Grossman probably wanted the next “Hello, It’s Me.” Instead, Rundgren delivered an album-length experiment, an attempt to see if a record could have therapeutic qualities, if, in its delicacy and intricacy, it could heal the soul as it spun. Indeed, the whole second side is given over to a three part “Healing” suite, characterized by arch space pop and  milquetoast jazz embellishments. The same general vibe is found on the first half of the record, in the fussy, fluttery “Healer” and “Flesh,” which manages to be both staid and sonically ornate. The frantic calliope pop number “Golden Goose” is at least distinctly different. Taken as a whole, it all sounds more like artier Al Stewart than the work of a pop visionary.

Healing was such an abstraction that Grossman, maintaining no single that could be easily extracted from it, convinced Rundgren to record an additional song and package a stand-alone 7-inch with the release. “Time Heals” was bundled with Healing, and the accompanying video, directed by Rundgren, was part of the inaugural rotation when MTV launched, in the summer of 1981.

 

 

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790. The English Beat, I Just Can’t Stop It (1980)

A force of multicultural exuberance, the English Beat (or simply the Beat in their homeland) crafted a sterling debut with I Just Can’t Stop It. Formed in 1978, the band helped forge and embodied the ska-influenced pop music that made a major impression on the U.K. charts in the years around the turn of the decade. Album opener “Mirror in the Bathroom” was a deserving smash at home (and a reasonably strong presence on the U.S. dance chart), peaking at #4, in part because its references to surreptitiously enjoyed cocaine were just oblique enough to sidestep the scrutiny of more prudish programmers. Musically, it’s a buoyant blast, properly setting the stage for the smart, zesty songs to follow.

“Twist & Crawl” is deliciously slinky, but with a jabbing authority, and the easy chug of “Hands Off…She’s Mine” carries a fairly withering appraisal of male possessiveness. There’s a lean, cunning takedown in “Big Shot,” and the gets even more specific in their danceable dismissiveness on “Stand Down Margaret,” which takes at the iron-willed prime minister who was bad for the nation but was remarkably good for inspiring angry punk retorts. Like many of their compatriots, the English Beat had pointed ideas to share and a lively musicality in expressing them.

The album grows more reliant on covers as it moves to the end — a lilting take on “Can’t Get Used to Losing You,” a warm, pleasant version of “Jackpot,” originally performed by the Pioneers — which could easily dull the personalized assurance of the band’s voice. Instead, it effectively binds them to the past they drew upon while simultaneously demonstrating their ability to move beyond it, forging material that was at once familiar and boldly new.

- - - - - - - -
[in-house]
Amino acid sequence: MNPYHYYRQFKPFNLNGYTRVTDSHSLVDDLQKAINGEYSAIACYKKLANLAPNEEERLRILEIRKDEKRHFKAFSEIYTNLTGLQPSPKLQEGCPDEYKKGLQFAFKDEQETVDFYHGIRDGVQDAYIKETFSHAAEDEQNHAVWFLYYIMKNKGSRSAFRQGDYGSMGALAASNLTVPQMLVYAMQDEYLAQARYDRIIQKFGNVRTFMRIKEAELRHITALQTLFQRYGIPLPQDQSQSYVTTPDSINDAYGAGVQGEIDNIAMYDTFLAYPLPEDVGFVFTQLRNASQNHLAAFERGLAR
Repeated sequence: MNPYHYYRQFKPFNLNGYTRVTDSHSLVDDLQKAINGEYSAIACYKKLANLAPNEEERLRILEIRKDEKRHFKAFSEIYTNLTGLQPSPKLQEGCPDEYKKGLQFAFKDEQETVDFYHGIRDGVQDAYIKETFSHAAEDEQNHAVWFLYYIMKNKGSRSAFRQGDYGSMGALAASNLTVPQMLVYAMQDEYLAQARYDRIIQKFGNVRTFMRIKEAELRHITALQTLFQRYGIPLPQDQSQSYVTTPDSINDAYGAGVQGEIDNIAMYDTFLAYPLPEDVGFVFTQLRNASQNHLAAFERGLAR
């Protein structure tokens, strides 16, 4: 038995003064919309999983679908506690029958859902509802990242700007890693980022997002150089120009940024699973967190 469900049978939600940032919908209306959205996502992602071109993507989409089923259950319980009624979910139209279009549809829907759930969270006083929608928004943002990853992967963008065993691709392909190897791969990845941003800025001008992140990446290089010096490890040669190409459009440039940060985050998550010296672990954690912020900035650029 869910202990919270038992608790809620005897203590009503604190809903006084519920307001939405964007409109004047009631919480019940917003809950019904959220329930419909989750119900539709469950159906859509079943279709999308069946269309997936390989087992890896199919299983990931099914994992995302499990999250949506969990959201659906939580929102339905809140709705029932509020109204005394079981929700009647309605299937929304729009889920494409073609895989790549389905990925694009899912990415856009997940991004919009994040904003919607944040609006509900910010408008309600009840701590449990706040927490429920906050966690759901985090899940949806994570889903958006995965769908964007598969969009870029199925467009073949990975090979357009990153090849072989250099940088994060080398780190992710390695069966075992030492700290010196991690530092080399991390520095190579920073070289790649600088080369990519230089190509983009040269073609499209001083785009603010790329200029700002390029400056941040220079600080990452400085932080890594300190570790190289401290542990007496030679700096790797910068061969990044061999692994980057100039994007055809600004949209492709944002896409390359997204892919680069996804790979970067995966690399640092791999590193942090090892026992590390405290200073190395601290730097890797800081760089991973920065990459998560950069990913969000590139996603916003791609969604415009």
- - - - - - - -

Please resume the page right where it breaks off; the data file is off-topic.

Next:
berlin love

789. Berlin, Love Life (1984)

Formed in California, well away from the European capital from which they took their name, the band Berlin effectively surfed the waves of early-nineteen-eighties new wave. For their third full-length, Love Life, the band primarily worked with producer Mike Howlett, who had something of a golden touch for the day, presiding over seminal hits by the likes of A Flock of Seagulls and Orchestral Manoeuvres in the Dark. Accordingly, Love Life is vivaciously of its era, awash in synthesizers and icy Europeans beats, the chill only countered somewhat by the coyly flirtatious vocals of Terri Nunn.

Galloping “No More Words” was the band’s first single to crack the Billboard Top 40, and it’s matched in polished exactitude by “Touch” and “Pictures of You.” Although slowing down would later bring the band a true monster hit, that approach results in the least compelling stretches of Love Life. “Fall” plays like a subpar version of what ‘Til Tuesday would arrive with one year later, and “In My Dreams” is, befitting the title, a little sleepy despite the emotional strain in Nunn’s singing. There’s a hint of the cheerful ludicrousness that could have been in “Dancing in Berlin,” a track co-produced by Giorgio Moroder and Richie Zito. A band called Berlin performing a dance song called “Dancing in Berlin” is downright delectable in its carefree flouting of serious artistic intention. Love Life could use more of that.

To learn more about this gigantic endeavor, head over to the introduction. Other entries can be found at the CMJ Top 1000 tag. Most of the images in these posts come straight from the invaluable Discogs